My Kind of Country

Country music from a fan's point of view since 2008

Tag Archives: Keith Richards

Concert Review: Jennifer Nettles & Brandy Clark at The South Shore Music Circus

IMG_3594The gentle plucking of an acoustic guitar and rolling percussion fill the tent. Most turn a deaf ear to the customary sounds of house music as a concert commences. The lights were low and the stage empty, instruments waiting to be played, microphones eager to be sung into. A baby-voiced vocal adds character to the instrumentation, a singer with a distinctive bite. It’s a forty-one year old classic recording, a composition we’ve all dug into time and again. When the two-and-a-half minute ballad draws to a close, the audience erupts. The band files in and begins.

More light procession fills the tent. The sounds are different this time, subtly so, modernized with handclaps. The singer, with her sandy blonde hair back in a ponytail adorning dark jeans and a white Keith Richards tank under a white vest is handed a guitar. She makes her way to the microphone for a seemingly endless parade of “ohohohohohs” before launching into, “a friend gave me your number…”

The delicate connection between the two songs is missed, if you weren’t aware Jennifer Nettles and Butch Walker wrote “That Girl” as an answer song to Dolly Parton’s “Jolene,” which filled the air before the band took the stage. Little connections like that were the benchmark of the evening, as Nettles gifted the crowed a lengthy set that had the audience in the palm of her hand.

I’ve been fortunate enough to have seen Jennifer perform three times as part of Sugarland and she remains one of the greatest artists I’ve ever seen take a stage. Her ability to capture an audience has always been electrifying, but she was on fire at the South Shore Music Circus, a partly biased observation aided by my front-row set, a position allowing me to capture every nuance of her movement on the circular stage.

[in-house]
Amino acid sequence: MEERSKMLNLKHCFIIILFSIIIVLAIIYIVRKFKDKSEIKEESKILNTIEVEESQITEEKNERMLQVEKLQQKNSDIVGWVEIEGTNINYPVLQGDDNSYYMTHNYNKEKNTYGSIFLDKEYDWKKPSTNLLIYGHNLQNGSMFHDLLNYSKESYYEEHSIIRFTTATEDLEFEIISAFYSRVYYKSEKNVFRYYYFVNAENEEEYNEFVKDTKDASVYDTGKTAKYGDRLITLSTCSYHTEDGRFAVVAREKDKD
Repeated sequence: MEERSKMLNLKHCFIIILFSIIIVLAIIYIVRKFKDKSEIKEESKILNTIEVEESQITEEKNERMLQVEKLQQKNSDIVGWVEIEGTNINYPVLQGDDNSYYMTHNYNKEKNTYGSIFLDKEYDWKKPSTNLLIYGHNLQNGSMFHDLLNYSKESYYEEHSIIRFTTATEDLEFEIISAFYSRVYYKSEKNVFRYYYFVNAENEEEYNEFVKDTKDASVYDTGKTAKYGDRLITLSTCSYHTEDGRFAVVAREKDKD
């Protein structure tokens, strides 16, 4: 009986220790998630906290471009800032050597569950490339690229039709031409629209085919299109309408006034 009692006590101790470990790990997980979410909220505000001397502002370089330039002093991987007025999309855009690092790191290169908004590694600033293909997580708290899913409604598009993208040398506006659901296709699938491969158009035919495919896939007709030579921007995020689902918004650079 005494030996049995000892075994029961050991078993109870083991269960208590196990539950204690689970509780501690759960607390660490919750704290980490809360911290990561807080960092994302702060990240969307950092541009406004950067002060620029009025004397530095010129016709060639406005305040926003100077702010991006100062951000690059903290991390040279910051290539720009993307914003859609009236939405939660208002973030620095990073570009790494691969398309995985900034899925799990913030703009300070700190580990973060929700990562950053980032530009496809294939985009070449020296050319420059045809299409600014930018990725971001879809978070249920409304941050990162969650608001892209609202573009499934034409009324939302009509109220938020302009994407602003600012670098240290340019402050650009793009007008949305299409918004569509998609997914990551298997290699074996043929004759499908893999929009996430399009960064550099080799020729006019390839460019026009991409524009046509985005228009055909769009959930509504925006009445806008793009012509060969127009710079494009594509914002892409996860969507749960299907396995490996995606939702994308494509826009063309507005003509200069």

Nettles ran through the entirety of her That Girl album, weaving each track through the set like a river snaking towards an ocean. Keeping an audience engaged with songs that didn’t receive support from radio is an undertaking, but she did it by giving them context, allowing us to hear what she was hoping to achieve with each track.

This context allowed me to finally appreciate the album, which by itself can come off a bit cold. She explained the connection to 70s radio by first gifting us with a spirited take on Ambrosia’s “Biggest Part of Me” and one of Barry Manilow’s ballads before launching into “This One’s For You.”

The rest mostly got short explanations (i.e. “here’s one about…”) and all were excellent and true to form. The highlight was easily “This Angel,” a perfect excuse for Nettles to use the theatre atmosphere to allow her vocal to soar but also reduce to near whisper, silencing the audience. She paired the song about her son with “All I Wanna Do,” Sugarland’s #1 from six years ago, claiming the upbeat ode to spending time with your lover as the prequel.

Throughout the night Nettles ran through a majority of Sugarland’s hits, performing at least one song from each of their albums except, but not all that surprising, The Incredible Machine. “Baby Girl” was as infectious as always and “Stay” did its job of bringing down the house. She brought local girl Kristen Merlin, who finished fourth on The Voice this past spring, on stage for a great duet of “Something More,” which they mashed up with a snippet of Iggy Azalea’s “Fancy.”

IMG_3573I’ve always adored her foray into covering rock songs, and at the August 8 show, she didn’t disappoint. She launched into the song with no warning, and I wailed when I figured out she was doing “Demons” by Imagine Dragons. The track is perfect for her voice and aesthetic, a meaty ballad right up her alley. She closed by encoring with “Thank You,” a perfect slice of gratitude towards the audience, and “Like A Rock.”